BC: Oh.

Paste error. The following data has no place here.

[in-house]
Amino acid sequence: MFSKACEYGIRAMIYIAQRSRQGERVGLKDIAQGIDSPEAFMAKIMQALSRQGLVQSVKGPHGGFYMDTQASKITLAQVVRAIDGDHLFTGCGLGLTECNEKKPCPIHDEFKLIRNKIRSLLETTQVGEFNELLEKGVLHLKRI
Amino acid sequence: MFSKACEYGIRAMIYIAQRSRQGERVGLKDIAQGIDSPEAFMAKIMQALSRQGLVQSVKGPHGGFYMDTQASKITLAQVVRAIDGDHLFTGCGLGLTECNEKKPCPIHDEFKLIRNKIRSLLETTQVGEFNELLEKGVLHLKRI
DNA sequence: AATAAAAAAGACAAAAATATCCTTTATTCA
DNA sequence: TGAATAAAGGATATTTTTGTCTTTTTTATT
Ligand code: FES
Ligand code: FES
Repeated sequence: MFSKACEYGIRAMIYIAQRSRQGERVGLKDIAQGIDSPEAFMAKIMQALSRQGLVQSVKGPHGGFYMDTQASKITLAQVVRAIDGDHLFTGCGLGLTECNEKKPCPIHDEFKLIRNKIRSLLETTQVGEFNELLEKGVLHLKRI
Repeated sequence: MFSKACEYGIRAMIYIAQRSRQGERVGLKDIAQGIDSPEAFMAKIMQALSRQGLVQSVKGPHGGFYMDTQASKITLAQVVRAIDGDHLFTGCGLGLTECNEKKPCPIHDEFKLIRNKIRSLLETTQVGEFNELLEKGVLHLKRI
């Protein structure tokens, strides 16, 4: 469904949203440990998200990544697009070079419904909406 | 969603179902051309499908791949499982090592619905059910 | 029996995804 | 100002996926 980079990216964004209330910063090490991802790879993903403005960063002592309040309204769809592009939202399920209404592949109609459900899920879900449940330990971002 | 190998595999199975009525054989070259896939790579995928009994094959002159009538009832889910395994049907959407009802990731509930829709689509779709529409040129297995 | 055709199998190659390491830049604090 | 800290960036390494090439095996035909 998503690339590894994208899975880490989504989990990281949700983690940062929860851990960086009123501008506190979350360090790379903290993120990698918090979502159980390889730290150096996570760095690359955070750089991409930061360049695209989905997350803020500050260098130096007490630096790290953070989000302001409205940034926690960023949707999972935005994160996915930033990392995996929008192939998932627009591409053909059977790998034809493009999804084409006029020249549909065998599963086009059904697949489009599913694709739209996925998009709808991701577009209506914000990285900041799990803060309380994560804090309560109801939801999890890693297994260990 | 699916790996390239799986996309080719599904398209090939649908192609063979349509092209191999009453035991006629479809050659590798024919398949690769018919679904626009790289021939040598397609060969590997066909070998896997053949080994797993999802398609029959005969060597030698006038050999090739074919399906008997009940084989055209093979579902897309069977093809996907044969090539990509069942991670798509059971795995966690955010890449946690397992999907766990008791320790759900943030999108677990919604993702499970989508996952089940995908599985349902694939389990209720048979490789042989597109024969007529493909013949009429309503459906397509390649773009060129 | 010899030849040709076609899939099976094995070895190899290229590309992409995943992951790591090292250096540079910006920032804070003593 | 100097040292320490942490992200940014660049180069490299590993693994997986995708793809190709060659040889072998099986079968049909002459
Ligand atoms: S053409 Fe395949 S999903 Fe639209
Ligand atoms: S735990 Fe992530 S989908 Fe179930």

AS: And we did an enormous amount of work with every agency about what is it that maybe ought to be altered in light of the sort of things that these people were asking for. And there were a lot of things. One of them I got back to long, long afterward. One of the things that they asked for and that we promised was there would be a. . . that if somebody applied for AFDC and was found entitled, payment would be made retroactive to the date of application. We promised that we would do that and the agency started to write regulations; then Nixon was elected and the whole thing was dropped. When Carter was elected, years afterward, I got a letter from Califano ? there must have been hundreds of these letters asking: What do you think we ought to do by way of welfare reform? And, in particular, is there anything we can do ourselves, administratively without a lot of process, without legislation. Tell us what that is. So I wrote to him and I said, why don't you pay AFDC retroactive to the date f entitlement. You were in the White House when we promised that. I was at HEW and Don Wortman, who is now acting Commissioner of Social Security, was at OEO. We were all in the administration when that was promised, and why don't you do it? There was a good deal of consideration, but in the end they didn't do it. They still haven't done it. BC: I wanted to get us through at least the first welfare reform episode by which I mean in the sense of guaranteed income, negative income tax, the first Moynihan proposal. He, as I say, I was glancing through his Politics of a Guaranteed Income. He makes a lot of the social science research and I think it is interesting but actually I don't think it had the impact that he seems to think it did.